Forest Landscape Restoration | Land Portal | Securing Land Rights Through Open Data

Restoration is an urgent correction to the past and current global land degradation trends, to return forest cover, improve food security, and tackle climate change – among other goals. It has been estimated over 2 billion hectares of degraded land provide opportunities for forest and landscape restoration [1]. In September 2011, world leaders launched global Bonn Challenge – a voluntary global initiative that aimed to restore 150 million hectares of degraded land by 2020 [2].

The global Forest Landscape Restoration (FLR) movement is gaining momentum. Thus, it is important to clarify what FLR is, the concepts, opportunities, challenges and its future implications.

Learn more about opportunities, challenges and approaches in forest and Landscape restoration...

 

Source: http://www.bonnchallenge.org/.

 

Latest news

13 September 2019
Global

The 12-day long 14th Conference of Parties (COP14) to United Nations Convention to Combat Desertification (UNCCD) concluded with thought-provoking discussions on land management, restoration of degraded land, drought, climate change, renewable energy, women empowerment, gender equality, water scarcity and various other issues.

6 September 2019
South America

LETICIA, Colombia (Reuters) - Seven Amazonian countries on Friday signed a pact to protect the world’s largest tropical forest via disaster response coordination and satellite monitoring, amid recent fires that torched thousands of square miles of the jungle.

16 August 2019
Global

This month, the world’s leading climate scientists issued a report on land confirming what we already know: forests are a critical weapon in the battle against climate change.

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AFR100 (the African Forest Landscape Restoration Initiative) is a country-led effort to bring 100 million hectares of land in Africa into restoration by 2030. It aims to accelerate restoration to enhance food security, increase climate change resilience and mitigation, and combat rural poverty. 

Center for International Forestry Research (CIFOR)

The Center for International Forestry Research (CIFOR) is a non-profit, scientific facility that conducts research on the most pressing challenges of forest and landscapes management around the world. With our global, multidisciplinary approach, we aim to improve human well-being, protect the environment, and increase equity. To do so, we help policymakers, practitioners and communities make decisions based on solid science about how they use and manage their forests and landscapes.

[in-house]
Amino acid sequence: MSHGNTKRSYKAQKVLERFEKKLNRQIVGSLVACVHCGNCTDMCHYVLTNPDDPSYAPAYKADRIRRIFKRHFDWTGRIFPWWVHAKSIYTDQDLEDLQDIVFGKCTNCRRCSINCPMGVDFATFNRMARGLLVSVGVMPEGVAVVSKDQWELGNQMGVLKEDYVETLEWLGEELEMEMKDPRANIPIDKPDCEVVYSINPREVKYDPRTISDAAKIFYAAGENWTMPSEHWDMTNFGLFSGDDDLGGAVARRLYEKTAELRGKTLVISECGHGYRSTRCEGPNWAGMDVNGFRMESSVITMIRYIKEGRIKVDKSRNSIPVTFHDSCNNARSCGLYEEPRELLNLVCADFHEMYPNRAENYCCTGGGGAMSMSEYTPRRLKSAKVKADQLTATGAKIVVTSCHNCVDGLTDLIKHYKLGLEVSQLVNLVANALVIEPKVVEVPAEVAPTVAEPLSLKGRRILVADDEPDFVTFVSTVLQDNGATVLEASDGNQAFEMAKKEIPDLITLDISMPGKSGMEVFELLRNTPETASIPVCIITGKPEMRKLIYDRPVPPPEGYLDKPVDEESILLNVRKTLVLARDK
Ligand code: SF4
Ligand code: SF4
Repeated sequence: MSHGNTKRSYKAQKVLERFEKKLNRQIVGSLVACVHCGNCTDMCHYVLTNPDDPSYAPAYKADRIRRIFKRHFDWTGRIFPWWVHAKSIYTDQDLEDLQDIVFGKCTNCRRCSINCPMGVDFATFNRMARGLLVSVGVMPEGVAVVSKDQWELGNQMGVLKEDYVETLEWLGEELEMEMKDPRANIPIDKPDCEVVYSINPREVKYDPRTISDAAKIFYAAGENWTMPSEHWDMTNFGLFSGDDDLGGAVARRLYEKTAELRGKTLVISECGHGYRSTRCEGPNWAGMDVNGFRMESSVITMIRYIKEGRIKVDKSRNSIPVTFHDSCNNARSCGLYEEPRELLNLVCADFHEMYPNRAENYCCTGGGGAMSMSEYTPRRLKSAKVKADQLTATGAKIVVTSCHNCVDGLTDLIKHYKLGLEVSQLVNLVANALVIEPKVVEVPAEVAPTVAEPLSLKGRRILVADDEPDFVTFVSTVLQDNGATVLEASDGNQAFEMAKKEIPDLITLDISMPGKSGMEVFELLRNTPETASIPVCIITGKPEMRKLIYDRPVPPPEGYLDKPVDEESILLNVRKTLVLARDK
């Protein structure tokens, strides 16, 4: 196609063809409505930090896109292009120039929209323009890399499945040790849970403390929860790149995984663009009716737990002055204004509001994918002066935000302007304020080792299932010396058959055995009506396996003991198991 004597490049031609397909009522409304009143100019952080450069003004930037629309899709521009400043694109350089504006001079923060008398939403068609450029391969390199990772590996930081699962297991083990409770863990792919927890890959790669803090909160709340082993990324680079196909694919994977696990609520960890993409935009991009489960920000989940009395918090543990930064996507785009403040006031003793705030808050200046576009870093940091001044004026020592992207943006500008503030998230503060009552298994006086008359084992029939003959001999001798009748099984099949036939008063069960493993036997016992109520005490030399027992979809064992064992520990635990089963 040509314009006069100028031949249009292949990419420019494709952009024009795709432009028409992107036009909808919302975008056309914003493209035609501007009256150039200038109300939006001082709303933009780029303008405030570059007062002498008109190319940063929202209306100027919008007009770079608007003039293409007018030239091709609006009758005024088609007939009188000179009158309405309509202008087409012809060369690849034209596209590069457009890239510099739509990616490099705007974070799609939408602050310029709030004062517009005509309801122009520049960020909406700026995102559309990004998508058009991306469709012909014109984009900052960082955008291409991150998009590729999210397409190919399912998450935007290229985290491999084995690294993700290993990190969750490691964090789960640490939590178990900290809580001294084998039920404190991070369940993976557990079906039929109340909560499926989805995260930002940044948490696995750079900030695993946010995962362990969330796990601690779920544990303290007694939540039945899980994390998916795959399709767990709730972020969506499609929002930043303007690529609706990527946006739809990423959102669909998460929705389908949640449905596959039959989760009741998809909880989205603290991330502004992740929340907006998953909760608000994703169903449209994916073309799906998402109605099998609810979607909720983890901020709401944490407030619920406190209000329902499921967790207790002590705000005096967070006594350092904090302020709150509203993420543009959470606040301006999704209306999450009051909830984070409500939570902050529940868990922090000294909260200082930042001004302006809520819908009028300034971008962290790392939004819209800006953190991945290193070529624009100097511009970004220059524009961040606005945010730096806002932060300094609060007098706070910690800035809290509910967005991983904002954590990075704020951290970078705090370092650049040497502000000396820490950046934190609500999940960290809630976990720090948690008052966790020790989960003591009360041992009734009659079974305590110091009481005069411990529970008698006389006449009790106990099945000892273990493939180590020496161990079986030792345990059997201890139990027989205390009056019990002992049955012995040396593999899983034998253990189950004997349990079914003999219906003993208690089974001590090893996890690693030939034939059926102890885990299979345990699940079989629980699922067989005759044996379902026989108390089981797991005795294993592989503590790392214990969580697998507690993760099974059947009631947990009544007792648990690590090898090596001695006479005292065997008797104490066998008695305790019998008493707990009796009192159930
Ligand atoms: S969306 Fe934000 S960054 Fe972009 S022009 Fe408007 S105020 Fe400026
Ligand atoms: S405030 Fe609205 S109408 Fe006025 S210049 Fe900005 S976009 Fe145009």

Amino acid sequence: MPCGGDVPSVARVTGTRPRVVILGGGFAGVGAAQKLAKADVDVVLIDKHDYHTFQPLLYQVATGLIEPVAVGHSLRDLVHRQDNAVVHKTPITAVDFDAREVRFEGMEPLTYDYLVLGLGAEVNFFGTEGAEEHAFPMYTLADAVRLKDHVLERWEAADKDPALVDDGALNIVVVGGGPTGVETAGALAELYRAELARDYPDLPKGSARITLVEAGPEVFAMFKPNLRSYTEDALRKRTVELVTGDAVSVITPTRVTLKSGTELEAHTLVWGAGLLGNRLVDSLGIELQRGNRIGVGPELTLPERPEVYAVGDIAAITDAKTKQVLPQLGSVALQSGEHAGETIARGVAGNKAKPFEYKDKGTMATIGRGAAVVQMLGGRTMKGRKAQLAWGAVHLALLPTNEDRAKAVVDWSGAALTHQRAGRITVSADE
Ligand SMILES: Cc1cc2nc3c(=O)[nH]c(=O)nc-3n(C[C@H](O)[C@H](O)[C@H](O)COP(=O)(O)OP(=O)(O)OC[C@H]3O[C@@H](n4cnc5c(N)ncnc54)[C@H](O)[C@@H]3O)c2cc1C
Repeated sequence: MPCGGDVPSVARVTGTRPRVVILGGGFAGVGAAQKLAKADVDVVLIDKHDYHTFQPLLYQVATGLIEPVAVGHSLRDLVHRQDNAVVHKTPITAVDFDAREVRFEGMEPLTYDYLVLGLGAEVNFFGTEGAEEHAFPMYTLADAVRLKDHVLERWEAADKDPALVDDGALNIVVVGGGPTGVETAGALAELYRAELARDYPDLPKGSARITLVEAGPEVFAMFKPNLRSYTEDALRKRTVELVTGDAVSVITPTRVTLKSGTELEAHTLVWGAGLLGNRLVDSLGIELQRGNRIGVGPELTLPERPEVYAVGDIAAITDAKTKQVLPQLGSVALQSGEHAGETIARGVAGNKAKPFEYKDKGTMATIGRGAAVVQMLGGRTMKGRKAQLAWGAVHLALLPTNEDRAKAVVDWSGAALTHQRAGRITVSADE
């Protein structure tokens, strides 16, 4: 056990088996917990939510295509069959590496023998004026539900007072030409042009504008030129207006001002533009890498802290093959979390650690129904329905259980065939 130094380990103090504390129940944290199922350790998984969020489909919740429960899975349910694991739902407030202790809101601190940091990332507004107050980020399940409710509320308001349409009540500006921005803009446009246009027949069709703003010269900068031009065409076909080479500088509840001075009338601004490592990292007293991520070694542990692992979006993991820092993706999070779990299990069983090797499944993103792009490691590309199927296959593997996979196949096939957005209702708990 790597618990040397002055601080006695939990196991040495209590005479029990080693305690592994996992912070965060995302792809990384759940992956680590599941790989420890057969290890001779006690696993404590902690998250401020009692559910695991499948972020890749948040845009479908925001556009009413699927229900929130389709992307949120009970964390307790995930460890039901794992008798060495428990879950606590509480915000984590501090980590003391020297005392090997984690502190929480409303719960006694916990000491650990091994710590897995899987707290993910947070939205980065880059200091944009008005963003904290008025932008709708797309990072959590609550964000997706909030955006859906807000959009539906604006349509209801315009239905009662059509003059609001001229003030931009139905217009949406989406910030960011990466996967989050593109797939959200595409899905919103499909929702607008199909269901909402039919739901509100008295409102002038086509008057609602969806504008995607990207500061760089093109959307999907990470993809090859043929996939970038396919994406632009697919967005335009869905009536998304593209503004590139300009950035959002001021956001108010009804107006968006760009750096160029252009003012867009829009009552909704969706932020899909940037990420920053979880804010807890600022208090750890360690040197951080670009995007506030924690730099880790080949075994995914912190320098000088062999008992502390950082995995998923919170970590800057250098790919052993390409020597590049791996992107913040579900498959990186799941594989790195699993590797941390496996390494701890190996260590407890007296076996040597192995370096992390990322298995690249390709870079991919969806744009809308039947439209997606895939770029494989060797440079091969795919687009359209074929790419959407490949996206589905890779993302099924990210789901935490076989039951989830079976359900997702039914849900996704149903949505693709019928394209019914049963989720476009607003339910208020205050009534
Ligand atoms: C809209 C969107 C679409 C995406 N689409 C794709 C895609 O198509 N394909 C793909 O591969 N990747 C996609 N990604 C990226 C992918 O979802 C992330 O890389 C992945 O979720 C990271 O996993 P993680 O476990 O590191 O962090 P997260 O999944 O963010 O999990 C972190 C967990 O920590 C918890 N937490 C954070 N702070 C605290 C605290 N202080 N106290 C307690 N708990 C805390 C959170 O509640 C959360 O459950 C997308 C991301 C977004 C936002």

Forests (ISSN 1999-4907) is an international and cross-disciplinary scholarly journal of forestry and forest ecology. It publishes research papers, short communications and review papers. There is no restriction on the length of the papers. Our aim is to encourage scientists to publish their experimental and theoretical research in as much detail as possible. Full experimental and/or methodical details must be provided for research articles.

There are, in addition, unique features of this journal:

At Global Canopy we focus on the market forces driving two thirds of deforestation worldwide.

We do not create protected areas to keep rainforests standing, but focus instead on the production, trade and financing of the key commodities responsible for agricultural expansion into tropical forests.

We provide data, insight and guidance for the companies, investors and governments already taking positive action, and help shine a light on those that need to do more.



IUCN is a membership Union uniquely composed of both government and civil society organisations. It provides public, private and non-governmental organisations with the knowledge and tools that enable human progress, economic development and nature conservation to take place together.

Established in April 2016, the Lab is incubating a portfolio of landscape programs.  We are focused exclusively on programs covering over a million hectares, million tonnes of traded goods, million tonnes greenhouse gases, and $100 million investment size.

Our purpose is to:

  Enable high quality landscape programs in global biodiversity priority places – using jurisdictional REDD+, land degradation neutrality, catchment management and landscape sourcing approaches.

 

The Ministry of Climate and Environment has a particular responsibility for carrying out the environmental policies of the Government.

Environmental policy cuts across ministerial boundaries and involves issues that are the responsibility of several different ministries.

Founded in Germany by individuals from business and the natural sciences in 1989, OroVerde (“Green Gold”) is a non-profit foundation that initiates, supports, and promotes projects that conserve tropical forests. Though headquartered in Bonn, Germany, OroVerde works on projects in Indonesia and many countries in Latin America and the Caribbean, including Guatemala, Mexico, Venezuela, Ecuador, Dominican Republic and Cuba.

Incorporated in 1988, the Society for Ecological Restoration is a global community of restoration professionals that includes researchers, practitioners, decision-makers, and community leaders from Africa, Asia, Australia/New Zealand, Europe, and the Americas. SER members are actively engaged in the ecologically sensitive repair and recovery of degraded ecosystems utilizing a broad array of experiences, knowledge sets, and cultural perspectives. 

Earthworm Foundation is a non-profit organisation built on values and driven by the desire to positively impact the relationship between people and nature.

With most of our staff operating directly on the ground where the issues are, we work with our members and partners to make value chains an engine of prosperity for communities and ecosystems.

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